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Focus on Arthritis

Updated: Feb 21, 2023

The word arthritis is used to describe pain, swelling and stiffness in a joint or joints. Around 10 million people in the UK are thought to have arthritis, of which there are many different types. The 3 most common types of arthritis that I help with are Osteoarthritis, Rheumatoid Arthritis and Psoriatic Arthritis.


For clients with these conditions, regular soft tissue therapy is part of their healthcare, supporting them in managing their symptoms. It can be helpful in reducing pain, increasing mobility in the joints, reducing muscle tightness, lowering anxiety, boosting sleep & improving mood. Soft tissue therapists can also prescribe exercises, that will strengthen the muscles that support the joints, helping to reduce pain and facilitating the ability to exercise and move.


Osteoarthritis (OA), is known as the 'wear & tear arthritis' & the most common type of arthritis in the UK. It is a long-term degenerative condition of the joints, that affects the smooth cartilage lining of the joint. It can make movement more difficult, leading to pain, swelling and stiffness & the tendons and ligaments in and around the joint have to work harder. Severe loss of cartilage can lead to the shape of the joint becoming altered, but this is not always the case and for many people, the condition does not necessarily get any worse over time.


Osteoarthritis is thought to run in families and is more common in women, usually affecting people from the age of 45 onwards. The parts of the body most affected are the knees, hands, hips and spine. Sometimes just one joint is affected, but often multiple joints are affected just at different speeds. It is not uncommon for example, to first notice some hip stiffness on one side, only to be followed with similar symptoms on the other side some months or years later.


There is no cure for OA but it can be managed. The main treatments include movement & fitness, (swimming & cycling are great), weight management, ice/heat therapy, strengthening exercises and physical therapies including soft tissue therapy, which can also be helpful in reducing painful symptoms, lowering stress & making everyday activities easier.


Rheumatoid Arthritis (RA) is less common than osteoarthritis. It affects around 1% of the population, most commonly those between the ages of 30 and 50, but it can affect adults of any age and is 3x more common in women than men.


RA is an autoimmune condition, the cause of which is not fully understood. It triggers the body’s immune system to target healthy tissues, causing chronic inflammation of the joints and connective tissue throughout the body, leading to pain and swelling.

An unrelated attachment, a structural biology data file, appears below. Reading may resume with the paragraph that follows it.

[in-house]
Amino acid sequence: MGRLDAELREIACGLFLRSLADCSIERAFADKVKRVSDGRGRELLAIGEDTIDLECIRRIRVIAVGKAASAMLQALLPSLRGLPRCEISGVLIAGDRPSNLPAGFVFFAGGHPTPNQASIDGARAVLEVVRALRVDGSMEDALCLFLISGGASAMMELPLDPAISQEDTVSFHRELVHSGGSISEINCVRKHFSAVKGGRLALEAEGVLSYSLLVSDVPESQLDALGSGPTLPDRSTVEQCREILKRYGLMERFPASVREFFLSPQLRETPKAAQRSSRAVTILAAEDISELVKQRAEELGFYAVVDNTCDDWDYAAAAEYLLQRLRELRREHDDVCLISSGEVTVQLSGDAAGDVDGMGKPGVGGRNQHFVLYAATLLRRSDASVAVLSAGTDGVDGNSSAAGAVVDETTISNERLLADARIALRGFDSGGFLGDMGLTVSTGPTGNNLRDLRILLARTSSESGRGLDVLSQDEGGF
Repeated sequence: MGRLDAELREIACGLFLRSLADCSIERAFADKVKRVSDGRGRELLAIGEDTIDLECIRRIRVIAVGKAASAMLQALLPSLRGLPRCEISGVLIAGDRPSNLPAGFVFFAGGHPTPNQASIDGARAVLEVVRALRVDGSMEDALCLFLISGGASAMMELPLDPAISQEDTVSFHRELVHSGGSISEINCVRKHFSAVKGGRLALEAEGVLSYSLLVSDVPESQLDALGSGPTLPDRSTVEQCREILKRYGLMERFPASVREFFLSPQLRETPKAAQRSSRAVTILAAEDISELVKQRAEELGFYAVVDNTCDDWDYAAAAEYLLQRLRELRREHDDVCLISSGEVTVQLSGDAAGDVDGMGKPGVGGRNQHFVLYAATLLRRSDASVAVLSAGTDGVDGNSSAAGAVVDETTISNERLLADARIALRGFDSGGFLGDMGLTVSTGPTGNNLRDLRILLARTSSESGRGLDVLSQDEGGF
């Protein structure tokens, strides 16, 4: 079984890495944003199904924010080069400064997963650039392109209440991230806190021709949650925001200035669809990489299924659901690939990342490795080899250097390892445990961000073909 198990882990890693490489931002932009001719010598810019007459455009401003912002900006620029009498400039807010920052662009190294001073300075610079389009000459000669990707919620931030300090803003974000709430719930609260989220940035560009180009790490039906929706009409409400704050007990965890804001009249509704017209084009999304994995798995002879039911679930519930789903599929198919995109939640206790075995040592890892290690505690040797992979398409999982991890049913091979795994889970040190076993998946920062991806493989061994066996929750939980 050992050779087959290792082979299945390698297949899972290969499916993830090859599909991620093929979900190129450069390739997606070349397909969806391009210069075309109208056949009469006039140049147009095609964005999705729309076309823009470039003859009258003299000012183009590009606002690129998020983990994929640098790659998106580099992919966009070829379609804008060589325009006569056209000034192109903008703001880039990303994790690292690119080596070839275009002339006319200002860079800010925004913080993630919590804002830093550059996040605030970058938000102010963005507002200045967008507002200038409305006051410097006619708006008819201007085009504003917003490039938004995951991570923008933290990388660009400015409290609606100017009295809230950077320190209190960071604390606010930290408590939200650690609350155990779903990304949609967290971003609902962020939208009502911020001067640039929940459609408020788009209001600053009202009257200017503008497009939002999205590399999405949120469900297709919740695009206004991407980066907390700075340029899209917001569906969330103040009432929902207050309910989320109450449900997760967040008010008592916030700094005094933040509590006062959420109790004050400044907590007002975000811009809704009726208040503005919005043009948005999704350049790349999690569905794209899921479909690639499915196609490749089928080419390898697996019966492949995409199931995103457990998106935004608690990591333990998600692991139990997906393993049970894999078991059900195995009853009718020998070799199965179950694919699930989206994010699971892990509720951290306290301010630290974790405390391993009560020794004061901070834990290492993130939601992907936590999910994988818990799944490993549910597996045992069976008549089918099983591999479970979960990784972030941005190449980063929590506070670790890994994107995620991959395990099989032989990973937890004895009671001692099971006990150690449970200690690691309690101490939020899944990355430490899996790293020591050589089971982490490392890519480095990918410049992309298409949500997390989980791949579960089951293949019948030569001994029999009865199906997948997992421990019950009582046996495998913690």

The onset of RA is usually quite slow. Often it starts in the small joints of the hands, neck, spine and feet and can be preceded by weeks or even months of feeling unwell – reduced energy, lack of appetite, low-grade fever and muscle pain.


In addition to medication for RA, regular soft tissue therapy can help support people with this condition to manage their symptoms. Whilst treatment is not recommended during a ‘flare up’, some studies have indicated that gentle massage can help as a form of pain management, to alleviate symptoms of chronic pain, stiffness and reduced mobility (1).


Psoriatic arthritis can cause painful swelling and stiffness within and around joints, as well as a red scaly skin rash called psoriasis. Psoriatic arthritis usually affects around 3 in 10 people who already have psoriasis, however some people develop the arthritis before the psoriasis and it is possible to have the arthritis, but no psoriasis at all.


Psoriatic arthritis and psoriasis are both autoimmune conditions, caused by the immune system attacking healthy soft tissue and joints. The arthritis commonly affects the joints of the hand and wrist, knees, ankles, toes & elbows. It is also common to have severe fatigue, poor sleep and pain in the heels of the feet that makes it difficult to stand or walk.


This condition can affect people of any age but tends to affect adults and is often an inherited risk, which can be triggered by infection, accident, injury or smoking. Sometimes there is no explanation as to what causes the condition.


In addition to medical treatments for PA, soft tissue therapy can be beneficial in helping to manage symptoms by increasing mobility in the joints, reducing muscle tightness and having a positive impact on quality of sleep and mental wellbeing.


Get in touch if I can help you or someone you know, manage symptoms associated with arthritis




(1) Tiffany Field, Miguel Diego, Jeannette Delgado, Daniel Garcia, C G Funk, 2012 ‘Rheumatoid arthritis in upper limbs benefits from moderate pressure massage therapy’


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